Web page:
New Sumatran Rhino Sanctuary to be Built in Northern Sumatra
Conservation officials in Indonesia came together on November 11, 2021 to break ground for a new Sumatran Rhino Sanctuary (SRS). The new facility will be built in inside the Leuser Ecosystem in East Aceh district, in Aceh province at the northern tip of Sumatra. This area is believed to be home to the largest surviving population of Sumatran rhinos in the wild.
The new SRS will be the third, joining current breeding facilities in Way Kambas National Park in southern Sumatra as well as one in East Kalimantan on the island of Borneo. The construction of sanctuaries are part of an ongoing efforts that support the Indonesia’s Emergency Action Plan to save Sumatran rhinos from exctinction.
The new project is managed by the Leuser Conservation Forum (FKL), a partner of the International Rhino Foundation. The SRS in Leuser will span about 130 hectares (320 acres) in an ecosystem that is the only place on Earth that is home to rhinos, tigers, orangutans and elephants. The first phase of construction will see the establishment of four paddocks, a permanent boma, and a workers’ camp, and is expected to complete by March next year.
Fewer than 80 Sumatran rhinos survive in very small and highly fragmented populations, and is the most endangered of all rhinoceros species due to its rapid rate of decline. Sumatran rhinos exist only in protected areas where they are physically guarded by Rhino Protection Units (southern Sumatra) and Wildlife Protection Units (northern Sumatra). Continued protection, combined with consolidating small, fragmented populations into larger ones, and intensifying conservation breeding efforts, are the best hope for the species’ survival.
IRF would like to congratulate Indonesia and FKL on a fantastic event to kick off such an important phase in the recovery of the Sumatran rhino.
One thought on “New Sumatran Rhino Sanctuary to be Built in Northern Sumatra”
CONGRATULATIONS and best wishes for your success!
Hope it is not too late, when not even a hundred are left in the whole world (20 times less than original paintings by Picasso).
You mention tigers, orangutans and elephants, which are actually far more plentiful than the Sumatran rhinos and can reproduce well in captivity.
They are also more popular because they are abundantly filmed (the same goes for the African rhinos).
The vast majority of people do not even know the Sumatran rhino exists at all and how extraordinarily different it is among rhino species, actually a precious and amazing living fossil.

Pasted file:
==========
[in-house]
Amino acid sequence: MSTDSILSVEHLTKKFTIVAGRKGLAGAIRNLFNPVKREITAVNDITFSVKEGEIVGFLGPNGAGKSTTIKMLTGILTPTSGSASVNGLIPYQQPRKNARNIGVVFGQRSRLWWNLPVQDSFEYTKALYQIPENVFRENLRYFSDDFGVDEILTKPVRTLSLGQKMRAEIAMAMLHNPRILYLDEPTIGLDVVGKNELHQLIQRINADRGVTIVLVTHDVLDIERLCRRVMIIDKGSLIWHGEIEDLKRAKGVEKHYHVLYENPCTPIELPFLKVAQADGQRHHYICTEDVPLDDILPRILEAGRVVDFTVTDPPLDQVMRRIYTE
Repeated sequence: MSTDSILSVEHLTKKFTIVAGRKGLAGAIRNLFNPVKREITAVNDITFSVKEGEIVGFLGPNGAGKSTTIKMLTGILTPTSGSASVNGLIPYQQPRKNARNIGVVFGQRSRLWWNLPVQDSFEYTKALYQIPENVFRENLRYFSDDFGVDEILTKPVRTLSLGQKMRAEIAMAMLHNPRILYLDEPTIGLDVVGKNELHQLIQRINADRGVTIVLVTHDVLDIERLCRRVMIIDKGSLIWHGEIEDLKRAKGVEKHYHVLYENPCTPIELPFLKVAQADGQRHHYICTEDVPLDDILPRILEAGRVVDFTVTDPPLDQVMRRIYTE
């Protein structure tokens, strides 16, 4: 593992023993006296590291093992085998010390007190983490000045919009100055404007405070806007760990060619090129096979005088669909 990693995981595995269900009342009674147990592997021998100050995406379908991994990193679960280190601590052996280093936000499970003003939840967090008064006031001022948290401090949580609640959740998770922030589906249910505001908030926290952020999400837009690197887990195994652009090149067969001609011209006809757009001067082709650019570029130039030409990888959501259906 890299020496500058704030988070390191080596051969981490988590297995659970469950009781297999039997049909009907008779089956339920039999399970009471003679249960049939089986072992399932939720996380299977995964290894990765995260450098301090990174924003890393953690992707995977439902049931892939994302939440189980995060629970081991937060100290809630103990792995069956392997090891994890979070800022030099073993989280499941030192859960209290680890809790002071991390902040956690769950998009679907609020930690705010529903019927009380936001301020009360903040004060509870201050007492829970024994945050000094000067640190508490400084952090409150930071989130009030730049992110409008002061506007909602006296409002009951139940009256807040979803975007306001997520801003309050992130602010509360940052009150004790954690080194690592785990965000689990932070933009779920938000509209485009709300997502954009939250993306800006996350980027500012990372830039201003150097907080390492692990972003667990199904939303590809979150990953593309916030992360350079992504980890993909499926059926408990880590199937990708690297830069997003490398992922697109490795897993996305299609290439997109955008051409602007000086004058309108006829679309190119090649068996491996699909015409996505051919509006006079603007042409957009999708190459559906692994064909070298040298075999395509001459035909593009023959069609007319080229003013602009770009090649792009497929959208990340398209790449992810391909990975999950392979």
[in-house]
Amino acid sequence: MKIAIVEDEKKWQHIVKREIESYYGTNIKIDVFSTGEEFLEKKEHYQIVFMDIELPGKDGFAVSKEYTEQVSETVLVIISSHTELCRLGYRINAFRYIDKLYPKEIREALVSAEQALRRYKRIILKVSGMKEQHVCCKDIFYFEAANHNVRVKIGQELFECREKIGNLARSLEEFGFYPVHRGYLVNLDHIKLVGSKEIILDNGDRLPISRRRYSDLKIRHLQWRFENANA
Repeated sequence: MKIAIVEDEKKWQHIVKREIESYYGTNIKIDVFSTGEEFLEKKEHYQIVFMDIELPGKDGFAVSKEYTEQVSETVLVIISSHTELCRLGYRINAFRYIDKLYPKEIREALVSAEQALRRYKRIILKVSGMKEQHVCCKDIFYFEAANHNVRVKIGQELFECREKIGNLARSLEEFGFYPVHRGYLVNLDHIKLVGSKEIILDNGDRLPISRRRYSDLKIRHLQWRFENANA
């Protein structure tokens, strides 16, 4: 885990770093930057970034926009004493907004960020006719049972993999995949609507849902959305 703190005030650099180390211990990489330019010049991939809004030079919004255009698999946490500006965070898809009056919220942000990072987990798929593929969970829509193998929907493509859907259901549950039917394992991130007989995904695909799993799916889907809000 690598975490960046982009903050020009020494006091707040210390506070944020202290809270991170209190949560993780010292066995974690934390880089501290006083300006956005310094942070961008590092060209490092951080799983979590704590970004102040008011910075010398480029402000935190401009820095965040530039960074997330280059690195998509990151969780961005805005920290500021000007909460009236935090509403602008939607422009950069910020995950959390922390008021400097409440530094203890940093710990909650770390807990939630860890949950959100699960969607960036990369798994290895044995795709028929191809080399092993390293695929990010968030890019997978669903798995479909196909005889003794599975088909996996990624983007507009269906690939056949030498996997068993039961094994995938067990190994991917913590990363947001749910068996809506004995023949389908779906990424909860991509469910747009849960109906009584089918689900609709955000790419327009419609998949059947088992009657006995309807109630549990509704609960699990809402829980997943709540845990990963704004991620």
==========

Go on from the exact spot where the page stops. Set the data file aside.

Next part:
Is it the case for the Indonesian people? Do they know that the fate of the last Sumatran and Javan rhinos lie in their hands as Indonesia is probably now the one and only country on Earth where these two species survive? And if so, do they feel proud or at least concerned?
The battle for the survival of these rhinos starts at home, as this is the place where they face most risk through poaching and deforestation.
It will be won in the hearts, so let’s hope that in the near future the rhinos will be officially declared a “National Treasure” in Indonesia and as such widely featured on banknotes and stamps, celebrated in schools, or in songs and films, what not?
Let me conclude with a dream or “une bouteille à la mer” as we say in French (a message in a bottle at sea). The whole world came to adore the little fawn Bambi when Walt Disney created the eponymous film.
After Little Bambi, why not now Little Bumpy?
The film could start with a child visiting a prehistoric cave, overwhelmed by the beauty of mammoths and woolly rhinos painted on the rock walls. He feels sad he will never see these extraordinary animals but the same night he joins them in a dream and an old woolly rhino reveals him he will manage to survive in lost jungles on the other side of the planet. When he wakes up, the child decides to find him back…
The day the Walt Disney Company (which by the way is a stakeholder in the conservation of Sumatran rhinos through the National Geographic Society) decides to create this cartoon, the whole world will come to know – and hopefully – love the Sumatran rhino. Shine a spotlight on it and let it become a star!
Best wishes to our Indonesian friends and long live Badak Sumatera!